Although the 4th of 2011 was higher than its counterpart a year earlier, the 4th of 2012 was unchanged from the prior year. Bottom line: Earnings haven't been accelerating of late.
All 12 quarters saw earnings surprises to the upside.
Institutions own 83% of TIBX shares. The price has been bid up so that it takes $3.89 in shares to control a dollar in sales.
TIBX on average trades 2.6 million shares a day and supports a fine selection of option strike prices with open interesting running to the three- and four-figures. The bid/ask spread for front-month at-the-money calls is 3.3%.
Implied volatility is running at 36%, near the bottom of the six-month range. It has been declining since December with the occasional up-tick to keep things interesting.
Options are pricing in confidence that 68.2% of trades will fall between $21.98 and $27.12 over the next month, for a potential gain or loss of 10%, and between $23.32 and $25.78 over the next week.
Call options are trading at seven times their five-day average volume, and puts are at 70% of average volume.
The fair-price zone on today's 30-minute chart runs from $24.50 to $24.68, encompassing 68.2% of trades surrounding the most-traded price, $24.60. With 3-1/2 hours to go before the close, the price has declined over the last 90 minutes to the bottom of the zone, a bearish sign for the very near term.
TIBCO next publishes earnings on March 25.
Decision for my account: The less I know, the easier the decisions are. I know far too much about TIBX for an easy decision.
On the upside are the long-term odds for success in bullish breakouts, analyst opinion, the financials and the cool nature of the business, and the high trading volume today in call options.
One the downside: The declining rate of success, the high debt, and the near-term decline to the bottom of the fair-price zone.
When in doubt, I always go back to the chart. I note that the gap and today's rise filled in an earlier downside gap, on Dec. 5. That degree of momentum sends me a bullish message, since generally gap fills will falter at the middle of the gap. At the least, it tells me that the breakout is pushing past real resistance on the chart.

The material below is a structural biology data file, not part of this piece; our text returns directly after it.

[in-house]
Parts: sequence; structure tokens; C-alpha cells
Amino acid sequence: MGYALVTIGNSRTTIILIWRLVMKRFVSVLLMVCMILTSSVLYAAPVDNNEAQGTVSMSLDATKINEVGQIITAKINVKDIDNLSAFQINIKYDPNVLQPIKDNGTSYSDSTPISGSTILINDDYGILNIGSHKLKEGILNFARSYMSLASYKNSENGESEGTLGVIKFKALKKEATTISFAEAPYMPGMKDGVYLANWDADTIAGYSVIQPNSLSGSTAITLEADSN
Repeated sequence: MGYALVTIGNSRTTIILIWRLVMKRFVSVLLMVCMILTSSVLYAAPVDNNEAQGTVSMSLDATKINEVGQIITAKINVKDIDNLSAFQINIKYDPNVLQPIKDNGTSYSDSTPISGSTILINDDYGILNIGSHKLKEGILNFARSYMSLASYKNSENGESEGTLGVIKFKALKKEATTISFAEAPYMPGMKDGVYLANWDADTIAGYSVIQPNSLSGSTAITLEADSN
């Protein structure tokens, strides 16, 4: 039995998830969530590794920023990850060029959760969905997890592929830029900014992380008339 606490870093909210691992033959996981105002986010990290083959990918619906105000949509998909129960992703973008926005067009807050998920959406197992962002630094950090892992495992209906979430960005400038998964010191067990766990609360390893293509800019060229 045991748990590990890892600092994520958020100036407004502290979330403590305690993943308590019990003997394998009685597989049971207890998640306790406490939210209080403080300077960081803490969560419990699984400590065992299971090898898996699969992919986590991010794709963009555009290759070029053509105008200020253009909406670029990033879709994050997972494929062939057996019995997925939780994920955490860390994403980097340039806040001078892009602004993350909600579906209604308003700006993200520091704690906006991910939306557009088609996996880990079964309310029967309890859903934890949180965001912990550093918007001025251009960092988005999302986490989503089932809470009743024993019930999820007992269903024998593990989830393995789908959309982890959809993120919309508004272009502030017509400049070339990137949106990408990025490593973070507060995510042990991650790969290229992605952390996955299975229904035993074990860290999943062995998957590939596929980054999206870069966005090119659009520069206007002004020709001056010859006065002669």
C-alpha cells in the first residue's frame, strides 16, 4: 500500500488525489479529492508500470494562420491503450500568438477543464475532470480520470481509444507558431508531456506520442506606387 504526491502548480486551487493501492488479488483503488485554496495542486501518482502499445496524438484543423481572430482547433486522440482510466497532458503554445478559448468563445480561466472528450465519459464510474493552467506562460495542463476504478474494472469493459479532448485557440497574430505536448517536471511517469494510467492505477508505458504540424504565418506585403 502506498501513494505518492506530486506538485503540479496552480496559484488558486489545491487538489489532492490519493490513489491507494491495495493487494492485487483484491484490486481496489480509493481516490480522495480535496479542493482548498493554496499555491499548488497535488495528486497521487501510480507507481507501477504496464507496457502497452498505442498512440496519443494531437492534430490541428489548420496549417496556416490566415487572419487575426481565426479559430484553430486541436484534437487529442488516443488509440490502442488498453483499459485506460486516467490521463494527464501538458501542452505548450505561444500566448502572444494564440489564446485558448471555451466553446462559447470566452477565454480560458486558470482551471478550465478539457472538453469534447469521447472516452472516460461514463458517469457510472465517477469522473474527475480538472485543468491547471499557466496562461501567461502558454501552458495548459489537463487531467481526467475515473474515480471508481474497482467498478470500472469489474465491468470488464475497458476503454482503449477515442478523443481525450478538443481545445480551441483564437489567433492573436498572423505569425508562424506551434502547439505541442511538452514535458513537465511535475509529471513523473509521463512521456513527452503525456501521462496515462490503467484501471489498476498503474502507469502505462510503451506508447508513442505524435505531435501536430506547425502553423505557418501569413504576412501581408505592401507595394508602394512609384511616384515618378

That reality on the ground is enough to overcome my misgivings about the declining success rate. After all, each quintile has had its winning trades with quite large profits.
I've opened a bull position in TIBX, structuring it as a bull put spread expiring March14, short the $23 put and long the $21 put. This gives a potential yield of 17% and is profitable down to $22.60, for a 7% cushion.
The cushion means that I'm profitable well into the range from which the price broke out. So if the breakout fails to advance but doesn't move into a longer term downtrend, I'll still make money.
If the price continues to rise, I'll add to the position by buying long calls expiring in May.
My trading rules can be read here. A discussion of recent modifications to my trading methods, which haven't yet been incorporated in the original write-up, can be found here.
And the classic Turtle Trading rules on which my rules are based can be read here.
Tim Bovee, Private Trader tracks the analysis and trades of a private trader for his own accounts. Nothing in this blog constitutes a recommendation to buy or sell stocks, options or any other financial instrument. The only purpose of this blog is to provide education and entertainment.
No trader is ever 100 percent successful in his or her trades. Trading in the stock and option markets is risky and uncertain. Each trader must make trading decision decisions for his or her own account, and take responsibility for the consequences.